Probiotic reduces eczema occurrence: Fonterra

Posted by Daniel Palmer on 10th September 2008

A probiotic, or “good bacteria”, isolated by Fonterra, has been found to be effective in reducing the occurrence of eczema in young children by almost 50 per cent.A two-year trial of probiotic Lactobacillus rhamnosus strain HN001, or DR20, conducted by the University of Otago’s Wellington School of Medicine and Auckland University also showed that by the age of two, infants who had been given DR20, but who contracted eczema, had less severe symptoms than children who had not taken DR20.

Karen Webber, Global Category Manager Paediatric Nutrition at Fonterra, reported that the findings will hopefully ensure it becomes a part of infant formulas in the future. “As a result of this breakthrough, Fonterra Ingredients is looking to commercialise the probiotic with major global infant formula manufacturers as one of a range of initiatives helping Fonterra to expand its portfolio of specialty ingredients,” she advised.

Worldwide, 15-20 per cent of children are affected by eczema, with rates continuing to increase in both Western and Asian countries. Around half of cases are diagnosed before the age of one year. The reason for the increase in eczema prevalence is not clear, although it may be due to the decrease in exposure to environmental micro-organisms (the so-called “hygiene hypothesis”).

The study supports the concept that by placing beneficial bacterial cultures in the diet through probiotics, infants can build healthier immune responses, leading to a reduction in allergic diseases.

Professor Julian Crane from the University of Otago Wellington, claimed that the study was particularly significant because it used two probiotics, and proved that one prevented eczema and the other responded no better than the placebo. “The reason for this is that the beneficial effects of probiotics vary depending on which strains are used,” he noted. “As yet, no-one has done a trial with two and found such a strong signal of the effectiveness of one of those strains.”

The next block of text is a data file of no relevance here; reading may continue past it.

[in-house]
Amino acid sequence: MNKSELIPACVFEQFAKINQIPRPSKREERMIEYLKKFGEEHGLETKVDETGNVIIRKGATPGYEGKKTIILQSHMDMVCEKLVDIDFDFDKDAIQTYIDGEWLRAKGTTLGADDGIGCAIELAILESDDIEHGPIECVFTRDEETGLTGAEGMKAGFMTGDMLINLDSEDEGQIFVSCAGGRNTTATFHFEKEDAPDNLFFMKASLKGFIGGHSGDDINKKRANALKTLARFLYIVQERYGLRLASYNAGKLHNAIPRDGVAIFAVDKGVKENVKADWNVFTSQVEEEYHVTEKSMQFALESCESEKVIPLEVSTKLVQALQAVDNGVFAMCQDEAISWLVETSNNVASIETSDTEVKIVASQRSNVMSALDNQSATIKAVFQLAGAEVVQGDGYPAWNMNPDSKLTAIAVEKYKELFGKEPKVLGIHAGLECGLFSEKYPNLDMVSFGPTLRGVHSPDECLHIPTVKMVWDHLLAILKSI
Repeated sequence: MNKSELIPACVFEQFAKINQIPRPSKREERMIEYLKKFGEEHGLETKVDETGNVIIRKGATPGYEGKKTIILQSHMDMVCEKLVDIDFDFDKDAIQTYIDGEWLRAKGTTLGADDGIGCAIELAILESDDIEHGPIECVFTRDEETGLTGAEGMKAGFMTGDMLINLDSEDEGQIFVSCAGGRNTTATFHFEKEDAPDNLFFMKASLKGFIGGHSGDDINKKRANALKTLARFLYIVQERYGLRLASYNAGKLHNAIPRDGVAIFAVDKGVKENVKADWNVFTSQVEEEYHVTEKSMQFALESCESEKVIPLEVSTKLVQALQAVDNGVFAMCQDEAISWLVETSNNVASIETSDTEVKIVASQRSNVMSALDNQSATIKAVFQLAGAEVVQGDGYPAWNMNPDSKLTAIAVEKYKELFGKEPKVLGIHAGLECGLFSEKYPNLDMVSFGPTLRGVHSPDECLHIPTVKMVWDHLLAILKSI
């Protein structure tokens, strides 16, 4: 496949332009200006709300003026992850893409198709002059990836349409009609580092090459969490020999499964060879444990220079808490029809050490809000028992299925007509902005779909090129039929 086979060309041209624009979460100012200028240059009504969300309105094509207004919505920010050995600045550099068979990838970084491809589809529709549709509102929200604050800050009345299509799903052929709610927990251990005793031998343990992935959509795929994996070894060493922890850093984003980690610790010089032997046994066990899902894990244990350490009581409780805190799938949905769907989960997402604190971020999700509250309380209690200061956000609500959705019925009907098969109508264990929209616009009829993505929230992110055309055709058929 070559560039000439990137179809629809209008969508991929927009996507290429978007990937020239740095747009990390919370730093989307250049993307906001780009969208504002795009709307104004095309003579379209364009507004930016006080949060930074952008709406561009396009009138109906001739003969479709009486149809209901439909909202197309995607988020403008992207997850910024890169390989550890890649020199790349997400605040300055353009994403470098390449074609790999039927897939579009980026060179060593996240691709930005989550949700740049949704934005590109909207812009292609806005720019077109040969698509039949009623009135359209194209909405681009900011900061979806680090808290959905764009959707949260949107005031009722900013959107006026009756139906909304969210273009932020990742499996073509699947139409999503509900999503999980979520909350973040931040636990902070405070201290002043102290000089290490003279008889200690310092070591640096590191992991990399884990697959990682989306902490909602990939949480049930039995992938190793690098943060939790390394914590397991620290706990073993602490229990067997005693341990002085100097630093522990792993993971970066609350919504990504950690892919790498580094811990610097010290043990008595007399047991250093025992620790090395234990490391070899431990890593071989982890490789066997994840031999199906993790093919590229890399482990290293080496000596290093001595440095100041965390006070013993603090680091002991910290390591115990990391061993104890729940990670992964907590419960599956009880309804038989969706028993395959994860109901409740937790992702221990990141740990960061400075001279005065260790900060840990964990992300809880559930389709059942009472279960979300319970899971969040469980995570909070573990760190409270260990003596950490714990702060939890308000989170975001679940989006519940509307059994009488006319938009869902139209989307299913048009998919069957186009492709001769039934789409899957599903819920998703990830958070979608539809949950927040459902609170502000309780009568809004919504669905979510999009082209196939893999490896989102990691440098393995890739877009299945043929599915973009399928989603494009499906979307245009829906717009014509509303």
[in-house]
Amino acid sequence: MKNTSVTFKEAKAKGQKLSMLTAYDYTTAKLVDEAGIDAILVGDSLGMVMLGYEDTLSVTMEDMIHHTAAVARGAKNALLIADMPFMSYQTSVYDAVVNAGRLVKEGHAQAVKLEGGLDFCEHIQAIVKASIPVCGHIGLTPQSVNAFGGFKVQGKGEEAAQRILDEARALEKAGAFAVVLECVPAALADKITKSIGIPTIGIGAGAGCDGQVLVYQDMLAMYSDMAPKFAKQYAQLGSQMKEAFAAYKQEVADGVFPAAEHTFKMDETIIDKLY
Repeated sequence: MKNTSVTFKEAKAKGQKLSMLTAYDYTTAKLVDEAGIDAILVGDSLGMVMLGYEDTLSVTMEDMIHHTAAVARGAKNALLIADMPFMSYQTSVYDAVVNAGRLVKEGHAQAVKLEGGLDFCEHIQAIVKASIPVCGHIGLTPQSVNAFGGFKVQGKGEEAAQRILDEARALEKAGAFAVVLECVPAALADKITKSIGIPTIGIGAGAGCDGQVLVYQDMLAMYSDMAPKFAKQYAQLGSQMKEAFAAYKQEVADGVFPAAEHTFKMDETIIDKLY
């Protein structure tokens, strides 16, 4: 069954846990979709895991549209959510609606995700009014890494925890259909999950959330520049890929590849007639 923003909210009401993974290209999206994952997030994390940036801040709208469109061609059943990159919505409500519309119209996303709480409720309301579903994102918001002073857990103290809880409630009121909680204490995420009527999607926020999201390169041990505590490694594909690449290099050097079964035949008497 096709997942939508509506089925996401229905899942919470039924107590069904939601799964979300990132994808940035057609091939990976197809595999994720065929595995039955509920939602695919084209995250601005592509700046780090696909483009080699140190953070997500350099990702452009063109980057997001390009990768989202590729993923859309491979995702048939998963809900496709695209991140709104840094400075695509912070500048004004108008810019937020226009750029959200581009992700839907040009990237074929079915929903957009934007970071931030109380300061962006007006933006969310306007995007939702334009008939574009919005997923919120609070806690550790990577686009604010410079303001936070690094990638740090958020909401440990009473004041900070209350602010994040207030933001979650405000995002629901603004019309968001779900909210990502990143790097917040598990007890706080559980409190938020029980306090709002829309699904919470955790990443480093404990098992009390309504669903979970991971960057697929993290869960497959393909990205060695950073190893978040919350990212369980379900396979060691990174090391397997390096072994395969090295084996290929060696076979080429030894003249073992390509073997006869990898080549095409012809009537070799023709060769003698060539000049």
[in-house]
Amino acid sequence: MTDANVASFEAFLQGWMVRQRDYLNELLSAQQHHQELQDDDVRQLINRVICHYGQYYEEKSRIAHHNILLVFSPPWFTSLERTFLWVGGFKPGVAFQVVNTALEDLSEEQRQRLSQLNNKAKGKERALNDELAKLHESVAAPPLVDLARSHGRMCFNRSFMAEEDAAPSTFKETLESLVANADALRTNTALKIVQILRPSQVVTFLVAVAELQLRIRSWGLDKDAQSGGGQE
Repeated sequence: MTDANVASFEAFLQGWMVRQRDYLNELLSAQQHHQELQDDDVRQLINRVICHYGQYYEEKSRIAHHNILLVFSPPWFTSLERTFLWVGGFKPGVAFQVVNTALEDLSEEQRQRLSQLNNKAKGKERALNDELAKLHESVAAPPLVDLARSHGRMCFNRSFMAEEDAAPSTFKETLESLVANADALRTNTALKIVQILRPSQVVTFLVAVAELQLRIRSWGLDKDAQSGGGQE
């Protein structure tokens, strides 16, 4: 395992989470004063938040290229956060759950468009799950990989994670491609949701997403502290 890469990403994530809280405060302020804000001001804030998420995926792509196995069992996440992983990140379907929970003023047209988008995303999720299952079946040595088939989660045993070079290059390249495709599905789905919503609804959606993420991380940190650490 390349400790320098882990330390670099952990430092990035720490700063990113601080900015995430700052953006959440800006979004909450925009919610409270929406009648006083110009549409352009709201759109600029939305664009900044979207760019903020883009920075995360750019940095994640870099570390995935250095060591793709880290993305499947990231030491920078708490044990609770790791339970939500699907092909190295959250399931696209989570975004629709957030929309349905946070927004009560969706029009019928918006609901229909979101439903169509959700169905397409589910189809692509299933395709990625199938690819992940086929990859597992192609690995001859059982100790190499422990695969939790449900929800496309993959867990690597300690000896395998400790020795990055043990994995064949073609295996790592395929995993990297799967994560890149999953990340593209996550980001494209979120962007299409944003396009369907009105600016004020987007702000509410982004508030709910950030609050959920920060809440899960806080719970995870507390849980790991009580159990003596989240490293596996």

The trial targeted 446 pregnant women who received either Fonterra probiotic DR20, a second Fonterra probiotic, or a placebo, during the last five weeks of their pregnancies and for 6 months after birth if they were breastfeeding. Their newborns received the same daily supplement from birth to two years of age.

All children involved in the trial were considered at ‘high-risk’ of inheriting eczema due to a family history of allergic disease.

The trial reportedly builds on other positive findings for DR20 including a pre-trial to the Wellington study, and trials that show immune benefits in adults. But what sets the impact of this study apart from previous trials is the size and length of the study and evidence of efficacy at a lower dose, which eventually means lower cost-in-use.

Another major strength of the trial is that both probiotic strains tested were found to be perfectly safe to consume, according to Fonterra. This is particularly important in sensitive target populations such as infant children, and boosts the long-term potential for specialist consumer product opportunities for Fonterra.

Professor Crane said further study is being done to discover if the infants treated with DR20 in this trial display reduced allergies at a later age, as eczema in infancy has been linked to an increased risk of developing asthma or other allergic diseases later in childhood. “The positive findings regarding DR20TM warrant further study to determine how this particular probiotic actually works to reduce eczema in children,” he said.

The study is to be published in the American Academy of Allergy, Asthma, and Immunology’s The Journal of Allergy and Clinical Immunology in October.